Local laws reflect the fact that Morocco is an Islamic country. You should respect local traditions, customs, laws and religions at all times and be aware of your actions to ensure that they do not offend other cultures or religious beliefs, especially during the holy month of Ramadan or if you intend to visit religious areas.
Women, especially when travelling alone, will attract attention. To minimise hassle, you should dress inconspicuously and avoid wearing clothes that could be regarded as provocative (eg short skirts and low-necked strappy tops), except on the beach.
Homosexuality is a criminal offence in Morocco. Sexual relations outside marriage are also punishable by law.
British nationals travelling to Morocco with a view to marrying a Moroccan should, before they travel, contact either the British Consulate in Tangier or the Consular Section of the British Embassy in Rabat to enquire about the documentation they will need to provide.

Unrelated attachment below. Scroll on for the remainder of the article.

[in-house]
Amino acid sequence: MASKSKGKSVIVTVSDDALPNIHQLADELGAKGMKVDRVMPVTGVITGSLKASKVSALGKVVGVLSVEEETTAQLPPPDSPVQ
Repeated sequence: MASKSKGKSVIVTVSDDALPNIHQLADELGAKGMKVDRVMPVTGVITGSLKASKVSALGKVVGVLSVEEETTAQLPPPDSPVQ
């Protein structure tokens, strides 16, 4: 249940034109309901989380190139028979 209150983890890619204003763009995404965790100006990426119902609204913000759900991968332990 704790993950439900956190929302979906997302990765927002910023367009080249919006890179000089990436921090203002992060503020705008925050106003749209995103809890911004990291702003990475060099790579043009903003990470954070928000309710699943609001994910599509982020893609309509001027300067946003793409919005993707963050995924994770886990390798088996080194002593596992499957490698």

The penalties for possession of even small amounts of drugs are severe: up to 10 years’ imprisonment, with no remission for good behaviour, heavy fines and confiscation of your vehicle/vessel. If you travel through the Rif Mountains, a major cannabis growing area, you may be harassed by drug dealers.
It is against the law to carry bibles in Arabic, to attempt to distribute any non-Muslim/evangelical literature or be involved in any such activity.